At this rate, he will succeed in getting Hillary elected to the White House.

          • Timothy Lane says:

            On the other hand, Ann Coulter complained that Trump was going “mental”, and it was getting to be like cleaning up after a spoiled brat. But she still supports him because of immigration.

            • Kung Fu Zu Kung Fu Zu says:

              His position on immigration is, by far, the best reason to support him. But I wonder if he would do what he promises.

              The man has no problem saying anything which he believes will benefit him in any given situation. He is either a super-liar or deludes himself, big-time.

              • Brad Nelson Brad Nelson says:

                Not a chance he will do what he promises. I say the same thing about Ted Cruz. Not a chance. Doing anything about it is too controversial and would bog down any presidency. I think Trump is simply pandering. I think Cruz knows the seriousness of it. But politically it’s a hot potato, no matter that Trump shot to the top on this one issue. But neither will do anything substantive about it. As Rush would say. Don’t doubt me.

            • Kung Fu Zu Kung Fu Zu says:

              On CNN Trump said the top functions of the U.S. Government are;

              1. Security
              2. Healthcare
              3. Education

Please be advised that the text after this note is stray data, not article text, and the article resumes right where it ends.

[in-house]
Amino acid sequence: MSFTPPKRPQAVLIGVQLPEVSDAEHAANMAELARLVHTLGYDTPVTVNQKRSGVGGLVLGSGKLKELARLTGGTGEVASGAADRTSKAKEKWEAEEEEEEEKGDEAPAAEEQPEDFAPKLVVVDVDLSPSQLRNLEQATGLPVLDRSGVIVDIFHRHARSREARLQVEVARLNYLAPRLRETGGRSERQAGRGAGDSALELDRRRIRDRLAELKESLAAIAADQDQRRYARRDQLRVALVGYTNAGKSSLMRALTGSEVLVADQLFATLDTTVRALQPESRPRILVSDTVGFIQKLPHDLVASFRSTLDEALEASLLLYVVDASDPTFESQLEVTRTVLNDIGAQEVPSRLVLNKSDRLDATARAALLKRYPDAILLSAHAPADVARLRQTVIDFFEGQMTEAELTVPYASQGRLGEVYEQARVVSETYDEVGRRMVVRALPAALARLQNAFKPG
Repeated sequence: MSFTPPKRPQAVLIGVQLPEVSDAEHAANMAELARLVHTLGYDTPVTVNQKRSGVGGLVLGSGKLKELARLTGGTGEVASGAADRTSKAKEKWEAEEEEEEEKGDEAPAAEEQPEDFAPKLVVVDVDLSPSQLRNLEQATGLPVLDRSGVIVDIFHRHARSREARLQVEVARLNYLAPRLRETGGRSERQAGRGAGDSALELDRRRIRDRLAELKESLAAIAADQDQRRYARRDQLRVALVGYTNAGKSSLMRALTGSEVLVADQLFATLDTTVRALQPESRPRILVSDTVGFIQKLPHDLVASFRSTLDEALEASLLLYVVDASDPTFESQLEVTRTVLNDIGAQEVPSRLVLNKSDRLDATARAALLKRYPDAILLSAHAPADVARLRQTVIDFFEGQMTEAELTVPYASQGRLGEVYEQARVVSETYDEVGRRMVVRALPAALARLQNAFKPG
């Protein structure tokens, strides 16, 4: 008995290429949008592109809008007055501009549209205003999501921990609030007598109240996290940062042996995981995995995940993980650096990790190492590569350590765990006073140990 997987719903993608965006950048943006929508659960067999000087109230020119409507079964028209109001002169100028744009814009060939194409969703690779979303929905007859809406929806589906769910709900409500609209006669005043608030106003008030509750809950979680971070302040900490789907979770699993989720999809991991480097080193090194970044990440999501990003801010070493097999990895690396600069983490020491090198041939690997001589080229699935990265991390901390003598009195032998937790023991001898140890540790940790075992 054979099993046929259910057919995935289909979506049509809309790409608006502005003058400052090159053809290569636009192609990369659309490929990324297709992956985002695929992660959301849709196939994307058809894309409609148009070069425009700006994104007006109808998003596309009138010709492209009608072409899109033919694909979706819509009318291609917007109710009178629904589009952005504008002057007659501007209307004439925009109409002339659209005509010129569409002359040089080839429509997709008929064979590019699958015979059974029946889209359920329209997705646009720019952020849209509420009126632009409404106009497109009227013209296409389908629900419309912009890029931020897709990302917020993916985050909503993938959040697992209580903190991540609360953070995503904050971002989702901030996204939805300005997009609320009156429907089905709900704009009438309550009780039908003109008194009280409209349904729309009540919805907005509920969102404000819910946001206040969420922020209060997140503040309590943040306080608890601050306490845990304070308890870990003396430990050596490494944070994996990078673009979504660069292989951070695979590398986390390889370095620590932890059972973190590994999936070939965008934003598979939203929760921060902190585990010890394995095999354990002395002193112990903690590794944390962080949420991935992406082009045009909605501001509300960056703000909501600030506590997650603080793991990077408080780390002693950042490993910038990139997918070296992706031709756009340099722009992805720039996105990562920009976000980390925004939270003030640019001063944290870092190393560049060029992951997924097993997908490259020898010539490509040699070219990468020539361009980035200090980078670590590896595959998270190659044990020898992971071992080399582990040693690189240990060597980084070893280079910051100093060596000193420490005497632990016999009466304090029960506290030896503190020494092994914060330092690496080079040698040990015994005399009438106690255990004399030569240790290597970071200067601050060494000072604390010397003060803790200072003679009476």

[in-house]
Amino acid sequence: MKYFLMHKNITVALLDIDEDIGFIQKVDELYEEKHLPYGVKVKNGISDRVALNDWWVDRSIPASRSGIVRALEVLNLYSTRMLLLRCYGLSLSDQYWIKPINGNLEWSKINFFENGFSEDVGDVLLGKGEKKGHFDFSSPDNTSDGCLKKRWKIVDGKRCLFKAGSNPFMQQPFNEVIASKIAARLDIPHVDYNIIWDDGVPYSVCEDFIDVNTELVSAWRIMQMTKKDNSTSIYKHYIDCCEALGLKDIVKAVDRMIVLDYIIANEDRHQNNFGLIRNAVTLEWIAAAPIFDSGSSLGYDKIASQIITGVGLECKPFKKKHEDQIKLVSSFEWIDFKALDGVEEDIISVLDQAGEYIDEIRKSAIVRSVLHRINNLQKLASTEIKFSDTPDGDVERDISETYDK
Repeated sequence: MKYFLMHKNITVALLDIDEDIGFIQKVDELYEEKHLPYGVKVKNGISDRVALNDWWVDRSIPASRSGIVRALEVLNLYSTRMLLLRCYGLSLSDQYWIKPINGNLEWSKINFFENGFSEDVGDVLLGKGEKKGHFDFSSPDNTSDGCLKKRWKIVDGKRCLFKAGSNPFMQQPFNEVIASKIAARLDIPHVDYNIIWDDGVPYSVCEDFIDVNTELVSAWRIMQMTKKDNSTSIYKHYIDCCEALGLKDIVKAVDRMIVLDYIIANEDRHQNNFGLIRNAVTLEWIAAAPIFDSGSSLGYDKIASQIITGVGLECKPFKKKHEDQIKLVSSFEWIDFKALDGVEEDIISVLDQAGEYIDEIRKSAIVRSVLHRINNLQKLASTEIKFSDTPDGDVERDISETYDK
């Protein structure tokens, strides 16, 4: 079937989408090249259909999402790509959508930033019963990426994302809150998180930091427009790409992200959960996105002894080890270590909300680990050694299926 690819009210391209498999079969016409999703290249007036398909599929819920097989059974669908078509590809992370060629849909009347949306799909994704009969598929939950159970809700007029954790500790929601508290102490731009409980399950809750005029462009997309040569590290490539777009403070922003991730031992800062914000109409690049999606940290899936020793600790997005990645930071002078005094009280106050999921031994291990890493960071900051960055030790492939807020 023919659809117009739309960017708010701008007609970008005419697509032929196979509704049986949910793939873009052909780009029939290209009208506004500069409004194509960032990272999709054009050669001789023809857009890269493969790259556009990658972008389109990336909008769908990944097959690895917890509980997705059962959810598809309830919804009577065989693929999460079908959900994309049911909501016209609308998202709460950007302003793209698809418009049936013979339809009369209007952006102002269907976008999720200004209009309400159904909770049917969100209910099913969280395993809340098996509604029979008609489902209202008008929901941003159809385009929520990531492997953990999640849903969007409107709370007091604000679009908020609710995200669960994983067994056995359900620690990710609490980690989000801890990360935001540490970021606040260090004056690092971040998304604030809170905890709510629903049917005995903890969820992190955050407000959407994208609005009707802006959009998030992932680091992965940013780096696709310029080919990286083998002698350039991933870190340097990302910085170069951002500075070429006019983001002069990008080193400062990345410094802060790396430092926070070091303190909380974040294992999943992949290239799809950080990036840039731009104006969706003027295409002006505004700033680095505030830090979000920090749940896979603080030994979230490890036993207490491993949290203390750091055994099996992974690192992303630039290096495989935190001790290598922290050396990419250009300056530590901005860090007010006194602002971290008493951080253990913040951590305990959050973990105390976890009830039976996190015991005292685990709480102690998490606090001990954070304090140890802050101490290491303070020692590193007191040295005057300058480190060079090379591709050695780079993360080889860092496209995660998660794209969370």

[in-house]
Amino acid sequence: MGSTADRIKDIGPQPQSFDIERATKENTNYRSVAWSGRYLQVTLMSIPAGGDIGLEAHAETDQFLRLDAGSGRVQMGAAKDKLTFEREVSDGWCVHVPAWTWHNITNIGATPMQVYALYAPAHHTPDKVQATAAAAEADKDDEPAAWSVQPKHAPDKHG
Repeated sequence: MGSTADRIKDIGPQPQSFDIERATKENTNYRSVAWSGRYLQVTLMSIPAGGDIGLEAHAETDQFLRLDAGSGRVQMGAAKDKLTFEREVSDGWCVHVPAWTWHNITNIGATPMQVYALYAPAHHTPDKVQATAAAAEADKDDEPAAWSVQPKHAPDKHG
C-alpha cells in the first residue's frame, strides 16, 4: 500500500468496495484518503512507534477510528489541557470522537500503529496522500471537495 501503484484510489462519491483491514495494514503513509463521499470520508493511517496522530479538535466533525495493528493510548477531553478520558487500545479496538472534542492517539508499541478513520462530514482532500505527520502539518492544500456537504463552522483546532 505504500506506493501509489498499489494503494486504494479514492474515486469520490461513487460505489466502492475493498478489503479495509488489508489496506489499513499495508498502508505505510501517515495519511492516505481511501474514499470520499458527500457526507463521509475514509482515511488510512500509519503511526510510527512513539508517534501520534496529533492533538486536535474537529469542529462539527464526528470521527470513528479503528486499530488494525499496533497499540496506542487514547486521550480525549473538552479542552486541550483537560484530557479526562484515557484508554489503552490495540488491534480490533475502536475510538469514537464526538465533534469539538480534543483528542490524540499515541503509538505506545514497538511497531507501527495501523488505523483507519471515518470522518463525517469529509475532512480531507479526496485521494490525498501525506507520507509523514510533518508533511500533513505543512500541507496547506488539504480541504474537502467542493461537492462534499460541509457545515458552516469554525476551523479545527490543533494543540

What constitution is he reading? I guess one out three is not bad.

              • Timothy Lane says:

                Sadly, I suspect a large percentage of the population would agree with him. Partly this reflects the woeful state of education in civics in America. And partly this reflects the lack of interest too many people have in the subject, or political issues in general.

              • Brad Nelson Brad Nelson says:

                Oy boy. This isn’t even cause for “I told you so” because it’s pretty obvious that Trump is a big government liberal. But…I told you so. Not Mr. Kung. He already knew.

          • Brad Nelson Brad Nelson says:

            Trump is merely this year’s Obama. People see the kind of “hope and change” that they want to see. It’s willful blindness.

            • Kung Fu Zu Kung Fu Zu says:

              Oh where, oh where
              Has my Donald gone?
              Oh where, oh where can he be?
              With his lies called out
              And his nose grown long
              Oh where, oh where can he be?
              I think he went down